Quantcast

Coca-Cola to Remove Chemical Linked to Flame Retardants From Its Beverages

Food

Coca-Cola announced on Monday that the company is moving to eliminate a controversial chemical used in many of its products after consumers expressed concerns, reports the Associated Press.

Photo courtesy of Shutterstock

The disputed ingredient, brominated vegetable oil (BVO) is used to regulate flavoring oils in the company's citrus-flavored drinks, including but not limited to, Fresca and some varieties of Fanta. 

The company was moved to act after a Mississippi teenager, Sarah Kavanagh, started a petition on Change.org to remove BVO from Gatorade and Powerade. Her petition noted that BVO is patented as a flame retardant and was not approved for use in the European Union or Japan.

In 2012 the Rodale Institute listed this "flame retardant laced soda" as one of the 15 Grossest Things You're Eating, saying that BVO has been linked to multiple health problems like skin lesions, memory loss and nerve disorders. The U.S. Food and Drug Administration considers BVO safe for use as a food additive. 

The Associated Press points out that the ingredient is still used in other soft drinks including Mountain Dew, Sun Drop and Squirt.

--------

YOU MIGHT ALSO LIKE

Minnesotans vs. McDonald's Toxic Taters

5 Dangerous Substances Big Ag Pumps Into Your Meat

Most U.S. Apples Coated With Chemical Banned in Europe

--------

EcoWatch Daily Newsletter

This study found evidence of illegal hammerhead fins in 46 out of 46 sampling events in Hong Kong. NOAA / Teachers at Sea Program

By Jason Bittel

Authorities in Hong Kong intercepted some questionable cargo three years ago — a rather large shipment of shark fins that had originated in Panama. Shark fins are a hot commodity among some Asian communities for their use in soup, and most species are legally consumed in Hong Kong, but certain species are banned from international trade due to their extinction risk. And wouldn't you know it: this confiscated shipment contained nearly a ton of illegal hammerhead fins.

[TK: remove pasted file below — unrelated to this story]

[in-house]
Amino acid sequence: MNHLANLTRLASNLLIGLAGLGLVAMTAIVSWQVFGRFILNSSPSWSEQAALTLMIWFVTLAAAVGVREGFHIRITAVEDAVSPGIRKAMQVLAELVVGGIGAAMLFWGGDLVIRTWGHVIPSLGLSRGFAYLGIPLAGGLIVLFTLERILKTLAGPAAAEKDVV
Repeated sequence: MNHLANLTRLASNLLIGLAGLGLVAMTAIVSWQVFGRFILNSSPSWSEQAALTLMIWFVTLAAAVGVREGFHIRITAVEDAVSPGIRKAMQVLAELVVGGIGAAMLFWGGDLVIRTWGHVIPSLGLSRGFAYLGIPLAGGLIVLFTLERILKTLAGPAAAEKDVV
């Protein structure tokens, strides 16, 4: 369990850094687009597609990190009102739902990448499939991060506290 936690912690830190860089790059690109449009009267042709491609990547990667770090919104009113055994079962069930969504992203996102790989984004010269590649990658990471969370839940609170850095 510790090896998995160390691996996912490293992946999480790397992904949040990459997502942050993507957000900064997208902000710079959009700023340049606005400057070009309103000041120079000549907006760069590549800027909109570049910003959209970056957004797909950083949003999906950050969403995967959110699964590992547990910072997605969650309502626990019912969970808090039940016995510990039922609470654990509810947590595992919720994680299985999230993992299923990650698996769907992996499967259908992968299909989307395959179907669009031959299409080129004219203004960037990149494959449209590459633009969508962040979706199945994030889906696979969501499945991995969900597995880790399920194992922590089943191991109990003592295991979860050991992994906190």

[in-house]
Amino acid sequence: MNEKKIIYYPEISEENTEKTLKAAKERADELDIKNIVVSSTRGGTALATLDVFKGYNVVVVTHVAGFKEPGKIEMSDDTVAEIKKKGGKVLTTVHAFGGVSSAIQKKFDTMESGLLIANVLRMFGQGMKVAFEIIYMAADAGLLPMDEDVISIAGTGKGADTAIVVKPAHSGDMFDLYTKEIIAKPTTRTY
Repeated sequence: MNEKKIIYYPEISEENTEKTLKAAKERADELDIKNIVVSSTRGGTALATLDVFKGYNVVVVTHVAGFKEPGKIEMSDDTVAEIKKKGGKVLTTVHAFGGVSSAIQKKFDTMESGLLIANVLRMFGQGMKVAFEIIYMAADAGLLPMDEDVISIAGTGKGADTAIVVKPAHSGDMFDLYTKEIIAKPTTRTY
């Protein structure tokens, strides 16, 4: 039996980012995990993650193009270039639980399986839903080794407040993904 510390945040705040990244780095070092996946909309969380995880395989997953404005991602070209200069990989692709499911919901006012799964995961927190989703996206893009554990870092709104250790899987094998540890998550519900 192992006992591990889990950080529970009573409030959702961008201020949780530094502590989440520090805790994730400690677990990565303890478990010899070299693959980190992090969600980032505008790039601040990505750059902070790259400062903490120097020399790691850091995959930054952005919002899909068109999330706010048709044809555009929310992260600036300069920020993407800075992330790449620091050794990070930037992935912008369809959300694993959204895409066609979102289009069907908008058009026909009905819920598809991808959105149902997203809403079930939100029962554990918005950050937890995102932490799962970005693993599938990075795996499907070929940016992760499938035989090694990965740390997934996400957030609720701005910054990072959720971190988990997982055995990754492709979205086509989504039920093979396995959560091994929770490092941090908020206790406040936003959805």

Read More Show Less
A video shows a woman rescuing a koala from Australia's wildfires. VOA News / YouTube screenshot

More than 350 koalas may have died in the wildfires raging near the Australian town of Port Macquarie in New South Wales, but one got a chance at survival after a woman risked her life to carry him to safety.

Read More Show Less
Sponsored
Heat waves emanate from the exhaust pipe of a city transit bus as it passes an American flag hung on the Los Angeles County Hall of Justice on April 25, 2013. David McNew / Getty Images

Air pollution rules aren't doing enough to protect Americans, finds a major new study that examined the cause of death for 4.5 million veterans, as The Guardian reported.

Read More Show Less
Coldplay playing at Stade de France in Paris in July 2017. Raph_PH / Wikipedia / CC BY 2.0

Coldplay is releasing a new album on Friday, but the release will not be followed by a world tour.

Read More Show Less
Ash dieback is seen infecting a European ash (Fraxinus excelsior) in Bottomcraig, Scotland, UK on Aug. 10, 2016. nz_willowherb / Flickr

Scientists have discovered a genetic basis to resistance against ash tree dieback, a devastating fungal infection that is predicted to kill over half of the ash trees in the region, and it could open up new possibilities to save the species.

Read More Show Less